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Thoughts on the New Minimum Pension Age consultation

Author Image Mark Devlin Technical Manager
7 minutes read
Last updated on 8th Mar 2021

On 11 February 2021 the government launched a consultation on raising the normal minimum pension age (NMPA) to 57. For those of us with long memories in the pensions world this is nothing new, in fact the coalition government (remember that) announced back in 2014 that it would be appropriate that the NMPA retains its ten-year gap to the state pension age. It was even consulted on then as part of a pension freedoms consultation. 

The government had announced they were making the change to 57 from 2028 but no legislation followed. The consultation follows on from the government’s announcement last year that they were in fact going to legislate to make the change.

From April 2028 the normal minimum pension age will move to 57 for those that are not protected which is the main considerations in the paper.

The government’s position remains that it is, in principle, appropriate for the NMPA to remain around 10 years under state pension age, although the government does not intend to link NMPA rises automatically to state pension age increases at this time. 

All of this has happened before, is it just the same?

Yes and no. 

As part of pension simplification, the consultation was originally December 2003 and the rules applied from 6 April 2006, it was announced that from 2010 the pension age was increasing to 55.

People with retirement ages below 55 as at 5 April 2006 were afforded protection:

  • for occupational schemes, you had to have an unqualified right to take benefits before the age of 55 under the scheme rules as at 10 December 2013
  • for non-occupational schemes, you had to have a protected occupation such as a football player, trapeze artist or deep-sea diver.

The protection was automatic and there was no need to apply.

What this meant was that for those without a special occupation i.e. the majority, their pension age was changing to 55 from 2010 (7 years form the initial consultation).

In order to take your benefits at the earlier age you had to take all your benefits in the scheme at the same time – phasing was not allowed. In occupational schemes you also had to actually retire.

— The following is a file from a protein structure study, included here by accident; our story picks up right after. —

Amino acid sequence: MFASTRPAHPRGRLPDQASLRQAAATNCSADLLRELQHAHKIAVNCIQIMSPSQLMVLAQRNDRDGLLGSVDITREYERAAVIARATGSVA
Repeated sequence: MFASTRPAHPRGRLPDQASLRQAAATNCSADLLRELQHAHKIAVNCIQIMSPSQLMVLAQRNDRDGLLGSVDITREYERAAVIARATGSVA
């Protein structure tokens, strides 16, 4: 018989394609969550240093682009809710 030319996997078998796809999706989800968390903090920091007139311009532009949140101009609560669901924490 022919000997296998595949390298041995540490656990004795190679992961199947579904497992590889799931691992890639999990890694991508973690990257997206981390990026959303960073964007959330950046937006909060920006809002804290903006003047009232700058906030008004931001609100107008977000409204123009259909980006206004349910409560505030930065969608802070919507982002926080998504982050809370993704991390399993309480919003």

If you transferred to another scheme, then to maintain your protected status you had to block transfer. Broadly, this meant you and another scheme member had to do full transfers to the same receiving scheme.

The final point is all benefits in the scheme can be taken at the earlier age even those benefits accrued after the change date. This remains unchanged as it would have been unnecessarily complex to have two different benefit ages for the benefits in the same scheme. 

There is no intention to change the existing regime.

What’s different this time?

The new regime, the “2028 protections”, has some key differences to the earlier protections.

Firstly, the rules are not so tight. Everyone, whether in an occupational or non-occupational scheme, with an unqualified right as at the date of the consultation 11 Feb 2021 (coincidentally around 7 years notice again) gets protection.

This will be decided on a scheme by scheme basis depending on each individual set of rules. For example, some scheme rules will say you can take benefits from normal minimum pension age, so there would be no right there. Conversely, if they say at any age from 55 then that has given a right to benefits before 57. 

The next hurdle is whether that right is unqualified or not. Broadly, this means no other conditions have to be met i.e. the employer or scheme administrator agreeing. For example, you can take benefits at any age from age 55 is unqualified. You can take any benefits from age 55 with your employers’ consent is qualified. 

Secondly, the government are not proposing to apply the increased NMPA to members of the armed forces, police and fire services who do not currently have a protected age.